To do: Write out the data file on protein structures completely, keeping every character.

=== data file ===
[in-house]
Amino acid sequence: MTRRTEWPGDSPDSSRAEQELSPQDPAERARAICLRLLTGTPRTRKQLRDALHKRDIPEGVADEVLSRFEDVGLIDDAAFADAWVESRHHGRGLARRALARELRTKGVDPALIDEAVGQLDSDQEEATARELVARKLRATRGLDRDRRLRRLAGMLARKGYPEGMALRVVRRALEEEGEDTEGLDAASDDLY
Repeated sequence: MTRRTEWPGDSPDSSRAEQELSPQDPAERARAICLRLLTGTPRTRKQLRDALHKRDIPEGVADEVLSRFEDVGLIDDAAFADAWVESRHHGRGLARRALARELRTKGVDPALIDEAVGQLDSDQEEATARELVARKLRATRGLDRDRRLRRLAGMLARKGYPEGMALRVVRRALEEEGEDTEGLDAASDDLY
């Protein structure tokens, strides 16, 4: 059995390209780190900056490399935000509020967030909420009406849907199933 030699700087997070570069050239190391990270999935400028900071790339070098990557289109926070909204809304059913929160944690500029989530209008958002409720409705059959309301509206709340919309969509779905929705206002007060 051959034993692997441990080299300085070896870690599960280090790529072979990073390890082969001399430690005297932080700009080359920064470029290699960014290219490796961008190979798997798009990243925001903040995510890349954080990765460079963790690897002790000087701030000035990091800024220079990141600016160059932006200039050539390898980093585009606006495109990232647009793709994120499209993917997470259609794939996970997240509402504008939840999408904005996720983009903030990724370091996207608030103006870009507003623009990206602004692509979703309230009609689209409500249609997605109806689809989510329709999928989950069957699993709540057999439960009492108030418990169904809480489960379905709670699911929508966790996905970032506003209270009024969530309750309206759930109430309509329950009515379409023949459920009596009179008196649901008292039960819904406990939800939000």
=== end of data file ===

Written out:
[in-house]
Amino acid sequence: MTRRTEWPGDSPDSSRAEQELSPQDPAERARAICLRLLTGTPRTRKQLRDALHKRDIPEGVADEVLSRFEDVGLIDDAAFADAWVESRHHGRGLARRALARELRTKGVDPALIDEAVGQLDSDQEEATARELVARKLRATRGLDRDRRLRRLAGMLARKGYPEGMALRVVRRALEEEGEDTEGLDAASDDLY
Repeated sequence: MTRRTEWPGDSPDSSRAEQELSPQDPAERARAICLRLLTGTPRTRKQLRDALHKRDIPEGVADEVLSRFEDVGLIDDAAFADAWVESRHHGRGLARRALARELRTKGVDPALIDEAVGQLDSDQEEATARELVARKLRATRGLDRDRRLRRLAGMLARKGYPEGMALRVVRRALEEEGEDTEGLDAASDDLY
């Protein structure tokens, strides 16, 4: 059995390209780190900056490399935000509020967030909420009406849907199933 030699700087997070570069050239190391990270999935400028900071790339070098990557289109926070909204809304059913929160944690500029989530209008958002409720409705059959309301509206709340919309969509779905929705206002007060 051959034993692997441990080299300085070896870690599960280090790529072979990073390890082969001399430690005297932080700009080359920064470029290699960014290219490796961008190979798997798009990243925001903040995510890349954080990765460079963790690897002790000087701030000035990091800024220079990141600016160059932006200039050539390898980093585009606006495109990232647009793709994120499209993917997470259609794939996970997240509402504008939840999408904005996720983009903030990724370091996207608030103006870009507003623009990206602004692509979703309230009609689209409500249609997605109806689809989510329709999928989950069957699993709540057999439960009492108030418990169904809480489960379905709670699911929508966790996905970032506003209270009024969530309750309206759930109430309509329950009515379409023949459920009596009179008196649901008292039960819904406990939800939000």